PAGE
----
Microfibre

Description : Microfibres is the generic name given to very fine acrylic, nylon, polyester, lyocell or rayon fibres. These micro versions of the fibres are softer, stronger and exhibit better drape than their larger counterparts. As a result, they are more comfortable to wear. They are also more durable, may take on brighter colors and move moisture away from the skin (this is called "wicking"). Microfibres may be combined with natural fibres to make a variety of fabrics, including brocade, chiffon, fleece, gabardine, silk and velvet. Many microfibres are also water repellant, but they are lighter than other outdoorwear fabrics.
Fabrication : Microfibres (also called microdenier fibres) are very densely packed, hence they resist wrinkles and retain shape well. Their diameter may be as small as one tenth of a micron, less than 1/1000th of the diameter of a typical nylon thread used to make nylon stockings. Microfibres are so small that molecular structures influence their properties and behaviour. Different microfibres actually have different molecular cross-sections (shapes), hence conferring different properties to the massed fibres.
Subtypes : Trademarks for microfibres include MicroSupreme (an acrylic microfibre), Supplex Micro (a nylon microfibre), Fortrel MicroSpun (polyester), Silky Touch (polyester), and MicroModal (rayon).
Dyes, color treatment and washing characteristics : Most microfibres may be either dry cleaned or machine washed. In general, they do not shrink and there don't need to be prewashed for that reason, however, most microfibres become somewhat softer when washed and are easier to cut and sew as a result. If, however, the microfibre has been blended with a natural fibre, it may need preshrinking in accordance with the requirements for the natural fibre.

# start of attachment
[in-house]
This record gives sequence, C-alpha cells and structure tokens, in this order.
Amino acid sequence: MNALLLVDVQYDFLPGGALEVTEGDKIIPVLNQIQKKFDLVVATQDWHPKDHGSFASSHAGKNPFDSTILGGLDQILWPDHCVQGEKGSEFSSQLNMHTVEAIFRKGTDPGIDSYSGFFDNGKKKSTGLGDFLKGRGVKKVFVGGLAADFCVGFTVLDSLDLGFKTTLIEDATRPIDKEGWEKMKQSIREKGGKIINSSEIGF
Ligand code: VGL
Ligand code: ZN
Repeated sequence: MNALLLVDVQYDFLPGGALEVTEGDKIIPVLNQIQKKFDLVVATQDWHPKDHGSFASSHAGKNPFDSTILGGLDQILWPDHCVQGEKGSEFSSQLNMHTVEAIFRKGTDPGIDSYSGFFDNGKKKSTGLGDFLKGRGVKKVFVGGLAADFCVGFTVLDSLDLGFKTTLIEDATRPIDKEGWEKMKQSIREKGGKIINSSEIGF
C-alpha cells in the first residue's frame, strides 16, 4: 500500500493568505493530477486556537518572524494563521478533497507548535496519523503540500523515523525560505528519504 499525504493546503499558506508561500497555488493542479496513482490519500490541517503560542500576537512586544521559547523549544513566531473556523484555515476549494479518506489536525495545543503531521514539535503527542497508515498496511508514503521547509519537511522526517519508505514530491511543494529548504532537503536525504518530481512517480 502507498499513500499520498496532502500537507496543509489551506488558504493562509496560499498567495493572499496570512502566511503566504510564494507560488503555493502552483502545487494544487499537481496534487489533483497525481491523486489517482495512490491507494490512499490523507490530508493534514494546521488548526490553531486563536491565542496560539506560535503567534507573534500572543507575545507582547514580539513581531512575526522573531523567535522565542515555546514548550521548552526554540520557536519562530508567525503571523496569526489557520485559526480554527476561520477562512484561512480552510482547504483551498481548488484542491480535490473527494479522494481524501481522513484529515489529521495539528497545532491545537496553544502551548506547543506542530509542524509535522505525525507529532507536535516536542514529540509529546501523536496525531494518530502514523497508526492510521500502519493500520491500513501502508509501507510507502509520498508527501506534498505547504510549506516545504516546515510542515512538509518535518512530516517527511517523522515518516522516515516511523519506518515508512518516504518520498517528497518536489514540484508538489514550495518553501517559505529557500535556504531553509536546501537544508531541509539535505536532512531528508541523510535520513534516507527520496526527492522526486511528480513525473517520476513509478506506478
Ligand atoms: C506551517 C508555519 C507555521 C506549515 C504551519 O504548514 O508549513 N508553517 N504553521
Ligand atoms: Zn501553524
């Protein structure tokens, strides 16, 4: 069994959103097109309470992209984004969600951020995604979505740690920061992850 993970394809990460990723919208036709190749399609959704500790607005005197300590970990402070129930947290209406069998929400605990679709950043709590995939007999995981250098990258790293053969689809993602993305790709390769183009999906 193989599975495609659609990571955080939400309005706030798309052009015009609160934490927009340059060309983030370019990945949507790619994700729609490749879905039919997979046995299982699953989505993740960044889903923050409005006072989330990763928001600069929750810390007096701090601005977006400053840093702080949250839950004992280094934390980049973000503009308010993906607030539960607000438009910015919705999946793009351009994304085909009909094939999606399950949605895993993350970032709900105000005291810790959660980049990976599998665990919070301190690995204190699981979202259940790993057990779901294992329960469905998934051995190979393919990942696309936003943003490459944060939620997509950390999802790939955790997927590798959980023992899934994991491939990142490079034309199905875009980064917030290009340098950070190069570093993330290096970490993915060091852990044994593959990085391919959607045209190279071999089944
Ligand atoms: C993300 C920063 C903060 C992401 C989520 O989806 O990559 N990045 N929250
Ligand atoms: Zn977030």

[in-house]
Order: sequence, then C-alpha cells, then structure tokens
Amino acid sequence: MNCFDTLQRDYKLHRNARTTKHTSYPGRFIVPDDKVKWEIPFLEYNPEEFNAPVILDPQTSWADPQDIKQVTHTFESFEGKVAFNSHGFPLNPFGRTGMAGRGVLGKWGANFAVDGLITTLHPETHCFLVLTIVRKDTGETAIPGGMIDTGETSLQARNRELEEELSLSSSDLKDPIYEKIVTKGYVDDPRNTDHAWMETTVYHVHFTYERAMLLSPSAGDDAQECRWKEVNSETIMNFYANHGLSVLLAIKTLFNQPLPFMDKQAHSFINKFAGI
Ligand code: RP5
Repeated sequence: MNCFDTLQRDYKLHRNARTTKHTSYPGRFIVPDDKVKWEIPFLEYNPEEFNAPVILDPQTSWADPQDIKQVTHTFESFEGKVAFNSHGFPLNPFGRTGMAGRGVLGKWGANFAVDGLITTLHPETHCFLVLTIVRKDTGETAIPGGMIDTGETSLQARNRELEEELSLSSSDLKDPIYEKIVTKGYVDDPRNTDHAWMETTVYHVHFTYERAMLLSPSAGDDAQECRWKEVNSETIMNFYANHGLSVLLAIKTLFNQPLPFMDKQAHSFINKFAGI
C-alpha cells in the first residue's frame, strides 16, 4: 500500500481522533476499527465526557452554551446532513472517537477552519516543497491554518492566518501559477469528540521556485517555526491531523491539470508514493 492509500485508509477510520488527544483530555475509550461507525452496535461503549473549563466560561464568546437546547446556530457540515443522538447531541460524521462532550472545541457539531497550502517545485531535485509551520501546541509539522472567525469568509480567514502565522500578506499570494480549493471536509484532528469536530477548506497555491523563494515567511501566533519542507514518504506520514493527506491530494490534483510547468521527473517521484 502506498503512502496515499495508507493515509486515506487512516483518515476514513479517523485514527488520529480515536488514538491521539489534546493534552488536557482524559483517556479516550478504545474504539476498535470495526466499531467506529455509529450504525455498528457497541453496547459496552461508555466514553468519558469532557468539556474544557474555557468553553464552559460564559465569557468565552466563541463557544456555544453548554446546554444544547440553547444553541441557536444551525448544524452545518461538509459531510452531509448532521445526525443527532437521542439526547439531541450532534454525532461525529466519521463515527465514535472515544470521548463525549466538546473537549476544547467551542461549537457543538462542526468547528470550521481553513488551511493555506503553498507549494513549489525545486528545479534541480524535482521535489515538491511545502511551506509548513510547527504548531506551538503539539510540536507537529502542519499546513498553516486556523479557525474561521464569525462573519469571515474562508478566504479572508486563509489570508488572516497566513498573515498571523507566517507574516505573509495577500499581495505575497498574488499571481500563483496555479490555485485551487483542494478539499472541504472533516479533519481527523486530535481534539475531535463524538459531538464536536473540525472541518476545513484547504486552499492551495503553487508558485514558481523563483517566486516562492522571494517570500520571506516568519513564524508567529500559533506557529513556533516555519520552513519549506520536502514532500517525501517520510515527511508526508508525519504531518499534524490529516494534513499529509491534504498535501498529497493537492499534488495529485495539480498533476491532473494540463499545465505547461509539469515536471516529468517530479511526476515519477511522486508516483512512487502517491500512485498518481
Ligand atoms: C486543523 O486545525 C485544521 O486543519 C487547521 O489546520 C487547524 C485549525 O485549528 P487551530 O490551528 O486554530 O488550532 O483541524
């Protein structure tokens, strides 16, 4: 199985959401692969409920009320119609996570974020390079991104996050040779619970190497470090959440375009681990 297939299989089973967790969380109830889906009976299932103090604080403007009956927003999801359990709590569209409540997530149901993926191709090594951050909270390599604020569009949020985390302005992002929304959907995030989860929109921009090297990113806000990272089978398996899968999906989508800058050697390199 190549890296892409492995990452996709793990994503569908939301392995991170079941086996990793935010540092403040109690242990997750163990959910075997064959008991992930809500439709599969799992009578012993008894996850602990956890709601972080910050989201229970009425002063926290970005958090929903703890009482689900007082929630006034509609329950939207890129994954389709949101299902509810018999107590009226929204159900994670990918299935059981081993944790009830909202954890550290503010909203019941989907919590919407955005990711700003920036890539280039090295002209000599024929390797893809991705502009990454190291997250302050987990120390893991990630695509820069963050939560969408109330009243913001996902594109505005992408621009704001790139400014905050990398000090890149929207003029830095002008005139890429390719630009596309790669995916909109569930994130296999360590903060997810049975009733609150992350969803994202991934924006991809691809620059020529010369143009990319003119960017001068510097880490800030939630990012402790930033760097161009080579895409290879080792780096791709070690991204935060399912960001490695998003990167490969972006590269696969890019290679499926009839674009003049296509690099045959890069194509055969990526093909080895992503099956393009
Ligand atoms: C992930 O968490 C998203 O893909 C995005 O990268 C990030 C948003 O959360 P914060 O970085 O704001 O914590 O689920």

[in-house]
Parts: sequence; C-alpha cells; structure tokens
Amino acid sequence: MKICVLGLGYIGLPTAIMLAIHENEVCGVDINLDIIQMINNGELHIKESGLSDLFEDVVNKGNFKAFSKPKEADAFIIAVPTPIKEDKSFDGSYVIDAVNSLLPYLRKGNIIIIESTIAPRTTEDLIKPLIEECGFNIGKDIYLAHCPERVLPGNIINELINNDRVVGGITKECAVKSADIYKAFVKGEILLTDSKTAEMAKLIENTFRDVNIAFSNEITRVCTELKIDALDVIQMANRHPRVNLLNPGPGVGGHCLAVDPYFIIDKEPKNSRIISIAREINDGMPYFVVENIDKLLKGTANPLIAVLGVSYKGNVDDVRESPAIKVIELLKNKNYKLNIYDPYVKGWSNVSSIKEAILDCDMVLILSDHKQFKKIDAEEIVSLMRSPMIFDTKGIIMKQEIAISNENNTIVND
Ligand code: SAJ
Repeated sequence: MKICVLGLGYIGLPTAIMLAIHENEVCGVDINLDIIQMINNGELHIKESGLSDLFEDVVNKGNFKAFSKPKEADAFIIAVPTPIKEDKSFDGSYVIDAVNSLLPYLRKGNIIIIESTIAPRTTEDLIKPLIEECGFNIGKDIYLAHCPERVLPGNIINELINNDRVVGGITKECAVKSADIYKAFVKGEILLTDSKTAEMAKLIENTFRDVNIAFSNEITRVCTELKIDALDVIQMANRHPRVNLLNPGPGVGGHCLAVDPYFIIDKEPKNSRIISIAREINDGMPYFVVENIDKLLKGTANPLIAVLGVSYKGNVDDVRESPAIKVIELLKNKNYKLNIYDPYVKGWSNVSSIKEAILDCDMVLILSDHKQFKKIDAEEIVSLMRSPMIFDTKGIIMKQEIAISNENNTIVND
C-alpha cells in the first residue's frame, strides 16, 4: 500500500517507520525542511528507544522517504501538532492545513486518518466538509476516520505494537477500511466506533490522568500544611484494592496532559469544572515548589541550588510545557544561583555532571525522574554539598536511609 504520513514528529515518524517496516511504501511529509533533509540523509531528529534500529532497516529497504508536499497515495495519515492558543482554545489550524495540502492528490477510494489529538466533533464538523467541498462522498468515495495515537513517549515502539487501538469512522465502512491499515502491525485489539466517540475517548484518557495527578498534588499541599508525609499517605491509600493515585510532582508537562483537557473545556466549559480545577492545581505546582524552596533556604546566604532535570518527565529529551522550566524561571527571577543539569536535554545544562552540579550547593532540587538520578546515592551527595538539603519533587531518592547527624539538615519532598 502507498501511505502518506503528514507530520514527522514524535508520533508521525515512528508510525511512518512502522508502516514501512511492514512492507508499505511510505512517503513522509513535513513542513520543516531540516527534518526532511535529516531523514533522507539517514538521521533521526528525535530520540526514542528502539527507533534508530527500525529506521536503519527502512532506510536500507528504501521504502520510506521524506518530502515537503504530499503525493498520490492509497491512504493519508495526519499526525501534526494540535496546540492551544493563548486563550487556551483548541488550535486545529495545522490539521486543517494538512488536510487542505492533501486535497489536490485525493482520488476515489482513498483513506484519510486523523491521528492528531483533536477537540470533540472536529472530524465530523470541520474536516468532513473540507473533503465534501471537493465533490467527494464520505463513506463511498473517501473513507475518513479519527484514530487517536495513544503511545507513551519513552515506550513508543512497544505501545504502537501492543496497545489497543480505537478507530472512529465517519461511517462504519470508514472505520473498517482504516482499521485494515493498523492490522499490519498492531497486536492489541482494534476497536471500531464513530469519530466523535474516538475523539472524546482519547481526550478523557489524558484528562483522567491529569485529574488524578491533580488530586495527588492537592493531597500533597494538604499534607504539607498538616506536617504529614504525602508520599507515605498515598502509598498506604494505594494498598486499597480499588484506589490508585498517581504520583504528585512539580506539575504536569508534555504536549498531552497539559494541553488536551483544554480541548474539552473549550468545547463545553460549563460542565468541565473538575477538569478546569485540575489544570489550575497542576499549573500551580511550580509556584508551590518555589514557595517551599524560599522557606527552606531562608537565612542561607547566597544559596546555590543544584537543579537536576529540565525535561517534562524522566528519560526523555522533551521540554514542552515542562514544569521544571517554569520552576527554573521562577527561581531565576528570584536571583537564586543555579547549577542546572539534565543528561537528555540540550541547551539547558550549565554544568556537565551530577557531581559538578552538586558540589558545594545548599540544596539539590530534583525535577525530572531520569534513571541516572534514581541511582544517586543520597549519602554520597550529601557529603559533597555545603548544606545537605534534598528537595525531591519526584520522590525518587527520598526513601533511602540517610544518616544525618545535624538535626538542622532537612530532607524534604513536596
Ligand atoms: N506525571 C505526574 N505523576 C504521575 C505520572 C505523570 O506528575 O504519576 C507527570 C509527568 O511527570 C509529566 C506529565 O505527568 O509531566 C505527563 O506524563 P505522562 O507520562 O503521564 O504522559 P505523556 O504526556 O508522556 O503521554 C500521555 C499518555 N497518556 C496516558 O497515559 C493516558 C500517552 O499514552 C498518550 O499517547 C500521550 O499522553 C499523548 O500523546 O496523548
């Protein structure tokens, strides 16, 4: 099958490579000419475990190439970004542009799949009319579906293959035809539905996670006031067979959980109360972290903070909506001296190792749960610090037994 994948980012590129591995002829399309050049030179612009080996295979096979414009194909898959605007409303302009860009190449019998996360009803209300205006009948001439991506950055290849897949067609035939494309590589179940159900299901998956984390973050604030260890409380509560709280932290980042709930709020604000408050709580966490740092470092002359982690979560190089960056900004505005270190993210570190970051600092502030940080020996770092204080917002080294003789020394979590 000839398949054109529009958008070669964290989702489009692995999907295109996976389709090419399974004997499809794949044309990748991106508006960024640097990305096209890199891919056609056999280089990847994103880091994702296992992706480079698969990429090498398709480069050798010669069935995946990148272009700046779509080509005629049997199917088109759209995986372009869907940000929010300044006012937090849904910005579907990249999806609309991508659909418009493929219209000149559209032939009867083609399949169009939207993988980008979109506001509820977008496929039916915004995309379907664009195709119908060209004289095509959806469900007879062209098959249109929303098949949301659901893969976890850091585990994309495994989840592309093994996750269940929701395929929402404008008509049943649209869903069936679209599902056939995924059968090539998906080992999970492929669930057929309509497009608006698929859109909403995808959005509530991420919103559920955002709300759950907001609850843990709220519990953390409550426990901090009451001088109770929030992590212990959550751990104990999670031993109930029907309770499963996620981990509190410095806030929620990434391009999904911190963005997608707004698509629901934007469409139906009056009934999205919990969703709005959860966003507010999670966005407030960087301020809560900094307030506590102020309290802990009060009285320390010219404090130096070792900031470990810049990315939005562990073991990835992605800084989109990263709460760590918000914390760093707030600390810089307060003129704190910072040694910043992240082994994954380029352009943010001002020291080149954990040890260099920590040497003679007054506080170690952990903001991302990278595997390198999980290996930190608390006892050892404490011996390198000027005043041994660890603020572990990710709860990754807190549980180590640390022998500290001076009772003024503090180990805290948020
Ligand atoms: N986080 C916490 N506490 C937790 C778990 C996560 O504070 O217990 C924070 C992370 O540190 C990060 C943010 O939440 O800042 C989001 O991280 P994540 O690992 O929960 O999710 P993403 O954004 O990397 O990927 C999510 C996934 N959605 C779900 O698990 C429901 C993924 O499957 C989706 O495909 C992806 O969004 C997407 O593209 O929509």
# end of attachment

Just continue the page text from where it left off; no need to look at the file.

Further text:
Draping properties :
Cutting properties : Use weights when cutting and superfine pins, keeping them in the seam allowance and in the direction of the grain to the extent this is possible.
Sewing challenges : Microfibres do not unravel as easily as normal synthetic fibres, but they can be damaged with pins. As a result, they may pucker. Fresh needles should be used. They may also present difficulties for introducing ease. If your garment requires lots of ease (more than 1"), you may have to reduce the amount of ease before sewing. Puckering may be reduced by shifting the fabric slightly off grain, if this is possible during the cutting phase. Microfibres are also difficult to press - they will melt if the iron is too hot, but will not retain a crease if the iron is a little cooler. It is reported that pleats may be set using a 50/50 solution of vinegar and water, provided the fabric is color-fast - test on a sample piece first. Once set in place, however, a pleat will be very hard to remove. Use only lightweight zippers and interfacings.
Example creations : trench, skirt and top outfit,
Uses worldwide :
Origins and history :
Wikipedia reference

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